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Alternative Names Return to topTremor - arms or hands
Definition Return to top
A tremor is a type of involuntary shaking movement. Involuntary means you shake without trying to do so. A tremor is often most noticeable in your hands, but may affect any body part (even your head or voice).
There are three main types of tremors:
Considerations Return to top
Tremors can happen at any age but tend to be more common in older people.
You can develop a tremor from fatigue, stress, anxiety, or even rage. However, an ongoing tremor that is not associated with a change in your emotional state may be a sign of an underlying medical condition and should be evaluated. You may learn, as many do, that your tremors are perfectly normal, but eliminating medical reasons for the shaking is important.
It is especially important to have tremors evaluated if body parts other than the hands are involved, like your tongue or head, or if you have other types of involuntary movements other than shaking.
Essential tremor is common in older people. Essential tremor is rarely present when the hands are not being used. It becomes most apparent when the affected person is trying to do something, like reaching for an object or writing. It is not caused by an underlying disease.
Another common type of tremor is called familial tremor which, as the name implies, tend to run in families.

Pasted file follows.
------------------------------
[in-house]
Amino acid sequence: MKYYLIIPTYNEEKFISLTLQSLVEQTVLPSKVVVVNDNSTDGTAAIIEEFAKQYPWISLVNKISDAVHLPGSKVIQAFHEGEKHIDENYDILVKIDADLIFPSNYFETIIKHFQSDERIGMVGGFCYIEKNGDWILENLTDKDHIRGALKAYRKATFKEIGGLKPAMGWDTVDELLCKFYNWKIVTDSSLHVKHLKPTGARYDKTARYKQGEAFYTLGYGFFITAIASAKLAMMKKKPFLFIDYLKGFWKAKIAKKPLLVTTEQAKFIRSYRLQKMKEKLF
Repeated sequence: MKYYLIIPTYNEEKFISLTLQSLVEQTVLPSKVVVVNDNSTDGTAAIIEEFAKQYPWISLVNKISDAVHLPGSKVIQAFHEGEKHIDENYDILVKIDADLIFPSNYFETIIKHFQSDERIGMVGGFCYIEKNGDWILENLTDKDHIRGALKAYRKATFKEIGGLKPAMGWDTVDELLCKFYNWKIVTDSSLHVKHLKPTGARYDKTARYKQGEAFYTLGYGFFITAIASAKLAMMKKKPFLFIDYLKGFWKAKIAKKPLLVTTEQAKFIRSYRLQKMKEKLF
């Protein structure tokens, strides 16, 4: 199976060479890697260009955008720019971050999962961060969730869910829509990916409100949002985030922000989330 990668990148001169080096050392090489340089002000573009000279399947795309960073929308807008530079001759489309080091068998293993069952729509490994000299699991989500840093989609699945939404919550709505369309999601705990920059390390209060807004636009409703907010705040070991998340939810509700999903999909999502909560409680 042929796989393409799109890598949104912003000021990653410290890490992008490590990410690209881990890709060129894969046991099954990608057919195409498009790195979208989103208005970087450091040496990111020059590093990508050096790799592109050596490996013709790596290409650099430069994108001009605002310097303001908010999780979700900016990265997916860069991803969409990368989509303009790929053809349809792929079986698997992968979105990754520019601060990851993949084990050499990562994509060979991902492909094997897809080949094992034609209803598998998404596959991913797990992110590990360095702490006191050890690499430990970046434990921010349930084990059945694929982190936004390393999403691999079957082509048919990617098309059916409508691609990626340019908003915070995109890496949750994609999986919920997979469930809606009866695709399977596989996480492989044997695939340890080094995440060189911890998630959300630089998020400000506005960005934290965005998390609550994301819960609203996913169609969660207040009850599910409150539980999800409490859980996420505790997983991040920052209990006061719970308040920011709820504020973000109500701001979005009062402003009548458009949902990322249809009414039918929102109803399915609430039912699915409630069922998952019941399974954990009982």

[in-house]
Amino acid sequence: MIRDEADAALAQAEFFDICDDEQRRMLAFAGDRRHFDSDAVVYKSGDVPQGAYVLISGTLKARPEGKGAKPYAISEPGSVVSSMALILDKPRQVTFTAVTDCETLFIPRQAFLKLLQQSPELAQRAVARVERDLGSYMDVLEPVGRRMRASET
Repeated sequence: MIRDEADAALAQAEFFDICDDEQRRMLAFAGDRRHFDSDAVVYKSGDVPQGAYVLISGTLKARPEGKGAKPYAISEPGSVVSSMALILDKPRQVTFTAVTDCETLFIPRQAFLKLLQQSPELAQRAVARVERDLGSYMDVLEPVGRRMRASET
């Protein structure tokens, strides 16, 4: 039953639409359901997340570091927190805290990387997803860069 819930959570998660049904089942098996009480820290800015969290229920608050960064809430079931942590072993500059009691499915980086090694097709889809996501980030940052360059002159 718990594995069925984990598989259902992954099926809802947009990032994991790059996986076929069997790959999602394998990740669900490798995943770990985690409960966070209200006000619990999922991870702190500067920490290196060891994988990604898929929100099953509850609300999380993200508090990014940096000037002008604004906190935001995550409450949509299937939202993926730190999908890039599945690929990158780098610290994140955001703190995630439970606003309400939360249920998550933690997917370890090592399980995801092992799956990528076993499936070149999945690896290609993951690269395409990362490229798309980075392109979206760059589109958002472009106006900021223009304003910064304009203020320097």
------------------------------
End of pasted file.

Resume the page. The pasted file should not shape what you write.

Both essential and familial tremors may be suppressed by drinking alcohol. This is a useful fact for making the diagnosis, but alcohol is not a desirable treatment.
Causes Return to top
Tremors may be caused by:
Home Care Return to top
For tremors caused by stress, try relaxation techniques like meditation, deep relaxation, or breathing exercises. For tremors of any cause, avoid caffeine and get enough sleep.
For tremors caused by a medication, consult with your doctor about stopping the drug, reducing the dosage, or switching medications. DO NOT change or stop medications on your own.
For tremors caused by alcohol abuse, seek treatment and support to help you avoid alcohol.
Severe tremors may interfere with your ability to perform daily activities. Assistance with these activities may be necessary. Precautions should be taken to avoid injury during activities such as walking or eating.
When to Contact a Medical Professional Return to top
Call your doctor if:
What to Expect at Your Office Visit Return to top
Your doctor will perform a physical examination, including a detailed neurologic examination. The following medical history questions may help your doctor evaluate the cause of your tremors:
Once a cause of the tremor has been determined, the appropriate treatment for the disease will be prescribed.
For certain types of tremors, like essential tremor and familial tremor, medications such as beta-blockers, gabapentin, primidone, and others may be an option. If medication doesn't work, your doctor may even consider surgery. Botox injections, given in the hand, have been used to treat essential hand tremors.
References Return to top
Fahn S. Hypokinesia and Hyperkinesia. In: Goetz, CG. Textbook of Clinical Neurology. 3rd ed. St. Louis, Mo: WB Saunders; 2007: chap 16.Update Date: 6/19/2008 Updated by: Linda Vorvick, MD, Seattle Site Coordinator, Lecturer, Pathophysiology, MEDEX Northwest Division of Physician Assistant Studies, University of Washington School of Medicine; and Daniel B. Hoch, PhD, MD, Assistant Professor of Neurology, Harvard Medical School, Department of Neurology, Massachusetts General Hospital. Also reviewed by David Zieve, MD, MHA, Medical Director, A.D.A.M., Inc.